Of the same period was the creation of AHI audio subsystem that is still valid today in 2010 (but must be upgraded to consider 3D sourround sound), and there was created also the first commercial low cost professional non linear video editing boards such as german expansion boards PAR (Personal Animation Recorder) and VLab Motion (At that time these solutions was priced just a fraction of expensive PC solutions like AVID).

http://amiga.resource.cx/exp/vlabmotion

http://amiga.resource.cx/exp/par

In that time there were created superb Web Browsers like AWeb, IBrowse, and Voyager, that could rival and surpass any Internet Explorer and any Netscape.
I can testimony it. I used these programs.

Think for example the fact that IBrowse in 1999 introduced for the first time on the market the "Tabbed Browsing" (that was experimented by "BookLink Technologies" InternetWorks in 1994)...

Think this fact. Ibrowse introduced "tabs" in surfing the web one year before Opera introduced same concept in 2000.

Amiga was a very forge of new solutions from 1992 to 1996, even if the hardware was aligned to those of standard PCs.
And then in three years (a very big amount of time in Computer Technology) from 1996 to 1999 the Amiga hardware begun to be considered obsolete due to the fact that there were no more development of new computers and new hardware and the PCs become very powerful and cheap due to the real advance of the global market in Computers.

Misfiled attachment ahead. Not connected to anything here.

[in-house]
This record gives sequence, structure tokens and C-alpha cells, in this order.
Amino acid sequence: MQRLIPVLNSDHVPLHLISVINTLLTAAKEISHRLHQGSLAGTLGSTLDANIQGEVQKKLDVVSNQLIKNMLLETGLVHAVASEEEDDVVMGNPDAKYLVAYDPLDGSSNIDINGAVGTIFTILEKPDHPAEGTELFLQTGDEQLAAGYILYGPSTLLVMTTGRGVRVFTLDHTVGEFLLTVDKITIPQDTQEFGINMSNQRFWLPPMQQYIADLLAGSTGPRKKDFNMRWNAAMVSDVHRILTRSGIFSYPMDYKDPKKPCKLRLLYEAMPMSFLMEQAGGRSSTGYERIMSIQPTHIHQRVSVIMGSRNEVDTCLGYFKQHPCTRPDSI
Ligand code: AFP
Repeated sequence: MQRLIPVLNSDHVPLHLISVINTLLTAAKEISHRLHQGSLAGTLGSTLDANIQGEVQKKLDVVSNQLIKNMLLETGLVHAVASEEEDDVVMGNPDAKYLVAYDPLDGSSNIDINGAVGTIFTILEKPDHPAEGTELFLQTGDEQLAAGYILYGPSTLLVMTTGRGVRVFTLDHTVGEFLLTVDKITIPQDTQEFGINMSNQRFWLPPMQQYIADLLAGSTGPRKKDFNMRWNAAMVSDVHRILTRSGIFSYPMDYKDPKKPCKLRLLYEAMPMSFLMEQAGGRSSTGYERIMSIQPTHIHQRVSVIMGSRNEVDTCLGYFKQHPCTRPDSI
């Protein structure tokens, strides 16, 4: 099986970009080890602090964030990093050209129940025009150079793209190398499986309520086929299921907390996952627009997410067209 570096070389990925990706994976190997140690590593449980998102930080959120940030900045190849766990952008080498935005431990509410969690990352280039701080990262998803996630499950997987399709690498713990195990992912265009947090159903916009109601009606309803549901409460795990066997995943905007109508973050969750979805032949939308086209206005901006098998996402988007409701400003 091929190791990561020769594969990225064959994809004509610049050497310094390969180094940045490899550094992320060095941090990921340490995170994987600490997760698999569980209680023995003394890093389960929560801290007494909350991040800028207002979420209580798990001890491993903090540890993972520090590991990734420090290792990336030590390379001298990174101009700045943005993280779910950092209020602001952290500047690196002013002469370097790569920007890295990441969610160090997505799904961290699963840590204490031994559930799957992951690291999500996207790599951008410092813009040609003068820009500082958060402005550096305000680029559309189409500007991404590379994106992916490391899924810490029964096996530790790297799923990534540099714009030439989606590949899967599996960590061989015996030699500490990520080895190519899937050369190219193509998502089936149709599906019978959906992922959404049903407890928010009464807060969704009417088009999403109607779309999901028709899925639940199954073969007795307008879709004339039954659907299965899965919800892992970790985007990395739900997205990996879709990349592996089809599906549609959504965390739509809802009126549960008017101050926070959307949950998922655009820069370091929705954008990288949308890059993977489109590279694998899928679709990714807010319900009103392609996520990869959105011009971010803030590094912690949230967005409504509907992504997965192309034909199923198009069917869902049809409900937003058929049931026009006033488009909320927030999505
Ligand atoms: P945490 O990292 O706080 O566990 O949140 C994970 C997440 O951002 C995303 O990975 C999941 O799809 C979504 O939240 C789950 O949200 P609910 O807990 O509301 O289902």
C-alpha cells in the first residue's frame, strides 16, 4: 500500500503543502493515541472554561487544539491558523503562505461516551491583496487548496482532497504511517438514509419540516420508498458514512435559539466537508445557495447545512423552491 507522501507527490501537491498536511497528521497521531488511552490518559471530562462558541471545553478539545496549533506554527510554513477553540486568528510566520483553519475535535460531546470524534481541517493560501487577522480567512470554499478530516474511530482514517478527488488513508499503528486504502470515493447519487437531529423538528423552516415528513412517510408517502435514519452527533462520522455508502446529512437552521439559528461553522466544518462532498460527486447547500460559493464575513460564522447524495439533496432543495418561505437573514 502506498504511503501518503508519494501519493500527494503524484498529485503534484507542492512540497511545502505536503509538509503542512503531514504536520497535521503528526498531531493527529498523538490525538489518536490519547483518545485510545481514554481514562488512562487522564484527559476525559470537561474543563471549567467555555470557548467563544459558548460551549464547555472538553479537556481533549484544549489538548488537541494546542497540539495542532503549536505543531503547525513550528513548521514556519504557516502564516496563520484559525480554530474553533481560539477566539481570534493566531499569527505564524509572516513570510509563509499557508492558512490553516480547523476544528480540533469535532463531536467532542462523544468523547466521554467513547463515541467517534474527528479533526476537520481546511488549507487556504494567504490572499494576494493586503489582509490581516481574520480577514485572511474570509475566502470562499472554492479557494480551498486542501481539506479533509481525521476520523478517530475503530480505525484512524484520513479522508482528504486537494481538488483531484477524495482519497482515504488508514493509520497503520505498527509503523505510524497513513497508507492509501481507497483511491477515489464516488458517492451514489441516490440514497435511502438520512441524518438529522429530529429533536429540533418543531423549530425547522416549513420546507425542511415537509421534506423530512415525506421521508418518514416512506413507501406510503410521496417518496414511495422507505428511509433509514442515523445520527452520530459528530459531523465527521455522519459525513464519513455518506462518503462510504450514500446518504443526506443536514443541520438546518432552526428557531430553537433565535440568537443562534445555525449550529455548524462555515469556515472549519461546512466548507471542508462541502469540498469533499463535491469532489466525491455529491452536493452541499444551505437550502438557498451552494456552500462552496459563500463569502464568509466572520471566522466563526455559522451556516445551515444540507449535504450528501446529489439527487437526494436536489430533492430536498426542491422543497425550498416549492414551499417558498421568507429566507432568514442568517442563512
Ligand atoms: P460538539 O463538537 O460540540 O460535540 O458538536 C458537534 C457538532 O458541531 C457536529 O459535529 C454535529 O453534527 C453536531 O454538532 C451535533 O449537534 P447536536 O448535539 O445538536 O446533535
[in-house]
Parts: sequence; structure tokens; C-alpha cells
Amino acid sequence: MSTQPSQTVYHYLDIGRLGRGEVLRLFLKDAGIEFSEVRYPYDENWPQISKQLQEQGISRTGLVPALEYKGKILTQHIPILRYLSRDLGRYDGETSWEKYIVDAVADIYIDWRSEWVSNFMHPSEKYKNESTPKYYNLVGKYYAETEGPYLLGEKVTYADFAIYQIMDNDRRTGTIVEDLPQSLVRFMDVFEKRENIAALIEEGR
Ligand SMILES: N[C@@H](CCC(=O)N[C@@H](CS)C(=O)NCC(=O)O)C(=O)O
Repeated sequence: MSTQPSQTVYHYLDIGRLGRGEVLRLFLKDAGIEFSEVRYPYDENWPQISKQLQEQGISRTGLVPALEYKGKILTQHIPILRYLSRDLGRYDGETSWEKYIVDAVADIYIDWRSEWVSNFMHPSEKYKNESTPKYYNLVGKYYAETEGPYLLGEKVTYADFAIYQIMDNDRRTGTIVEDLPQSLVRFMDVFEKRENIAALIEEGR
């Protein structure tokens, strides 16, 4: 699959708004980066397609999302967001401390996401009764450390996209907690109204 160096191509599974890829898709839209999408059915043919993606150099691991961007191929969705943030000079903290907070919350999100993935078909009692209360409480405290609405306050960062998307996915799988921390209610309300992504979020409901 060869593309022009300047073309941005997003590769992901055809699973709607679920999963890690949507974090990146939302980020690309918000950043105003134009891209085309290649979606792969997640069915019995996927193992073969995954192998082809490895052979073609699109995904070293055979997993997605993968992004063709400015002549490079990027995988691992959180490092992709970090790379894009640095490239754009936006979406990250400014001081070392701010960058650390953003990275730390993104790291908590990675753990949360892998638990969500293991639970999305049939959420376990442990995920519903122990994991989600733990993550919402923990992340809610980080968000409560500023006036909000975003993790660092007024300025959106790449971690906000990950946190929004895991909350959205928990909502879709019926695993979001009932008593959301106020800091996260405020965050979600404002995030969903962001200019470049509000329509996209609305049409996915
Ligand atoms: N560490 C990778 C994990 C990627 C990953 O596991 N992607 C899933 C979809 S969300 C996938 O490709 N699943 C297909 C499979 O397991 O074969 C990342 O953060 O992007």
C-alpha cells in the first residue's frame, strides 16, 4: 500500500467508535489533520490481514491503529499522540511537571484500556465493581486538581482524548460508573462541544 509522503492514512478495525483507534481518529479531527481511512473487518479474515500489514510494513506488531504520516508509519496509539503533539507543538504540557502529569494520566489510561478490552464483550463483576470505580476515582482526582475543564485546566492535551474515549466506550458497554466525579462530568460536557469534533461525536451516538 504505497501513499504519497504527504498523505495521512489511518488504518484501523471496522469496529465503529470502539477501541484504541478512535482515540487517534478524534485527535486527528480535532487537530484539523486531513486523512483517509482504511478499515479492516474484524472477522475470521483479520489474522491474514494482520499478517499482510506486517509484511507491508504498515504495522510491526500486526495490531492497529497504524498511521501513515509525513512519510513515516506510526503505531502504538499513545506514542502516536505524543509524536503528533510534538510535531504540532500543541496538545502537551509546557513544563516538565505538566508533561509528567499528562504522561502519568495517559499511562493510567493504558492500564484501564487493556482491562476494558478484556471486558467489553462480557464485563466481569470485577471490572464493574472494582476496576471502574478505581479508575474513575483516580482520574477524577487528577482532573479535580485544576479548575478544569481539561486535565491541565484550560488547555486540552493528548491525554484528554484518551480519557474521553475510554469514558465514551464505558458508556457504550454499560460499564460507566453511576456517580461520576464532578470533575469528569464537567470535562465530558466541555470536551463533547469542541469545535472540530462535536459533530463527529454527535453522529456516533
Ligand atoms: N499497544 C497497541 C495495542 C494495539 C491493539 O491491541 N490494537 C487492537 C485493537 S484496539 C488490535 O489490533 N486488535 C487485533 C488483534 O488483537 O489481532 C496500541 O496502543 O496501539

But consider then that it was necessary three full years from 1996 to 1999 for Amiga to "lost its pass" with PC solutions, and this is due mainly to the fact that there were no real new Amiga hardware in sight and no manufacturer to produce new Amigas since 1992.

It was really a big amount of time to Amiga to loose almost the vaste mass of its market and its support developers and third party manufacturers. this is a proof of vitality, and strong resistence, not a proof of obsolescence.

The market was "forced" to leave the Amiga, because there were no new Amigas even while there it was still a strong request for Amiga hardware.

Unfortunately, without Commodore at its back (and no any other serious manufacturer firm to keep the platform on the market), then Amiga begin to starve, and the PC world begin to starting their rampage to multimedia, with the soundblasters 8 bit (and then 16bit) and the first 3D graphic acceleration cards (then integrated directly into main GPU expansion cards). And their cost begin to lower.